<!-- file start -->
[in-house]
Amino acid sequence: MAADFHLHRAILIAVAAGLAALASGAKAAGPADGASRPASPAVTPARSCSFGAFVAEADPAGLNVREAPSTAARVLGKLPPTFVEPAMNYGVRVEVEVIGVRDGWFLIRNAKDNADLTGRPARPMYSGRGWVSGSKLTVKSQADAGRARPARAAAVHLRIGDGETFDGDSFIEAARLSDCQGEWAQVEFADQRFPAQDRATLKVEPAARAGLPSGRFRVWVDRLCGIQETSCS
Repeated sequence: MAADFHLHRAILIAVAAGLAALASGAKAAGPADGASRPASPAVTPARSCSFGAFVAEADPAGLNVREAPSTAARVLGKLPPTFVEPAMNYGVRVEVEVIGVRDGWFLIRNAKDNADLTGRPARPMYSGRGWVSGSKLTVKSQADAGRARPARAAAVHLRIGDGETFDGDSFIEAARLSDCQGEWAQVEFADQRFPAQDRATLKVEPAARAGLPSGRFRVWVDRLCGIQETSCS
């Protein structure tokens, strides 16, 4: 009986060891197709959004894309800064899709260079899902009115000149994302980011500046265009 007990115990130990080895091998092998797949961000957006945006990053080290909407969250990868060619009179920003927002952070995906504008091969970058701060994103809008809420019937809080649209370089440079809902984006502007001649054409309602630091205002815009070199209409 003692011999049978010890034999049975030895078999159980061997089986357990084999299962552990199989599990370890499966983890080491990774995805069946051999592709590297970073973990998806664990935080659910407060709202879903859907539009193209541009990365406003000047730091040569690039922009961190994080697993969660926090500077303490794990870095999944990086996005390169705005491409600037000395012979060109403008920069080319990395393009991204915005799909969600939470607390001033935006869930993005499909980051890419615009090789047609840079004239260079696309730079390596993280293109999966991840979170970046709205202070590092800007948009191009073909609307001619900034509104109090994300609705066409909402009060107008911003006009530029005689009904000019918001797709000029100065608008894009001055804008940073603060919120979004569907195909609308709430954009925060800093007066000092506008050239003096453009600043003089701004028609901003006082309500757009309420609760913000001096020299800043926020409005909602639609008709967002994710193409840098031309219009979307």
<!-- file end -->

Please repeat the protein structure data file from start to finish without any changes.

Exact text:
[in-house]
Amino acid sequence: MAADFHLHRAILIAVAAGLAALASGAKAAGPADGASRPASPAVTPARSCSFGAFVAEADPAGLNVREAPSTAARVLGKLPPTFVEPAMNYGVRVEVEVIGVRDGWFLIRNAKDNADLTGRPARPMYSGRGWVSGSKLTVKSQADAGRARPARAAAVHLRIGDGETFDGDSFIEAARLSDCQGEWAQVEFADQRFPAQDRATLKVEPAARAGLPSGRFRVWVDRLCGIQETSCS
Repeated sequence: MAADFHLHRAILIAVAAGLAALASGAKAAGPADGASRPASPAVTPARSCSFGAFVAEADPAGLNVREAPSTAARVLGKLPPTFVEPAMNYGVRVEVEVIGVRDGWFLIRNAKDNADLTGRPARPMYSGRGWVSGSKLTVKSQADAGRARPARAAAVHLRIGDGETFDGDSFIEAARLSDCQGEWAQVEFADQRFPAQDRATLKVEPAARAGLPSGRFRVWVDRLCGIQETSCS
């Protein structure tokens, strides 16, 4: 009986060891197709959004894309800064899709260079899902009115000149994302980011500046265009 007990115990130990080895091998092998797949961000957006945006990053080290909407969250990868060619009179920003927002952070995906504008091969970058701060994103809008809420019937809080649209370089440079809902984006502007001649054409309602630091205002815009070199209409 003692011999049978010890034999049975030895078999159980061997089986357990084999299962552990199989599990370890499966983890080491990774995805069946051999592709590297970073973990998806664990935080659910407060709202879903859907539009193209541009990365406003000047730091040569690039922009961190994080697993969660926090500077303490794990870095999944990086996005390169705005491409600037000395012979060109403008920069080319990395393009991204915005799909969600939470607390001033935006869930993005499909980051890419615009090789047609840079004239260079696309730079390596993280293109999966991840979170970046709205202070590092800007948009191009073909609307001619900034509104109090994300609705066409909402009060107008911003006009530029005689009904000019918001797709000029100065608008894009001055804008940073603060919120979004569907195909609308709430954009925060800093007066000092506008050239003096453009600043003089701004028609901003006082309500757009309420609760913000001096020299800043926020409005909602639609008709967002994710193409840098031309219009979307």